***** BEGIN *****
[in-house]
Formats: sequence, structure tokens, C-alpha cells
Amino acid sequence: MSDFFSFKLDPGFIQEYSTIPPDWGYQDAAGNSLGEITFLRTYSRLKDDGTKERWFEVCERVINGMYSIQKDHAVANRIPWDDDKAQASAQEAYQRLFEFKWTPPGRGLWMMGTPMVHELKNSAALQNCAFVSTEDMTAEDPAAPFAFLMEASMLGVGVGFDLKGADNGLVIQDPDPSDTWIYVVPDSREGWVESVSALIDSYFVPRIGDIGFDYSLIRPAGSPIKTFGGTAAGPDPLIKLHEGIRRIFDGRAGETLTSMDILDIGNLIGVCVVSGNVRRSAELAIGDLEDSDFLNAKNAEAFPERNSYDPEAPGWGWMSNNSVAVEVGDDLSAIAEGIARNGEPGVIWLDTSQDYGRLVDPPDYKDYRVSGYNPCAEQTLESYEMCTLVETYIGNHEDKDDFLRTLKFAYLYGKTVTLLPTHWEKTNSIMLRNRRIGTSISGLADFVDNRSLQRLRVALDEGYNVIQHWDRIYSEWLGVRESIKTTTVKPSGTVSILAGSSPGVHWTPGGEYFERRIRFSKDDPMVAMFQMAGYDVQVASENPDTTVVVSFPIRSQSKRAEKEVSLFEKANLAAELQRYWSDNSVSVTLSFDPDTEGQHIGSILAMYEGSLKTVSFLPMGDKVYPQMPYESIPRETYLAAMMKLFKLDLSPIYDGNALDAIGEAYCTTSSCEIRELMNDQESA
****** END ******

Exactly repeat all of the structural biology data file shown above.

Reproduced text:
[in-house]
Formats: sequence, structure tokens, C-alpha cells
Amino acid sequence: MSDFFSFKLDPGFIQEYSTIPPDWGYQDAAGNSLGEITFLRTYSRLKDDGTKERWFEVCERVINGMYSIQKDHAVANRIPWDDDKAQASAQEAYQRLFEFKWTPPGRGLWMMGTPMVHELKNSAALQNCAFVSTEDMTAEDPAAPFAFLMEASMLGVGVGFDLKGADNGLVIQDPDPSDTWIYVVPDSREGWVESVSALIDSYFVPRIGDIGFDYSLIRPAGSPIKTFGGTAAGPDPLIKLHEGIRRIFDGRAGETLTSMDILDIGNLIGVCVVSGNVRRSAELAIGDLEDSDFLNAKNAEAFPERNSYDPEAPGWGWMSNNSVAVEVGDDLSAIAEGIARNGEPGVIWLDTSQDYGRLVDPPDYKDYRVSGYNPCAEQTLESYEMCTLVETYIGNHEDKDDFLRTLKFAYLYGKTVTLLPTHWEKTNSIMLRNRRIGTSISGLADFVDNRSLQRLRVALDEGYNVIQHWDRIYSEWLGVRESIKTTTVKPSGTVSILAGSSPGVHWTPGGEYFERRIRFSKDDPMVAMFQMAGYDVQVASENPDTTVVVSFPIRSQSKRAEKEVSLFEKANLAAELQRYWSDNSVSVTLSFDPDTEGQHIGSILAMYEGSLKTVSFLPMGDKVYPQMPYESIPRETYLAAMMKLFKLDLSPIYDGNALDAIGEAYCTTSSCEIRELMNDQESA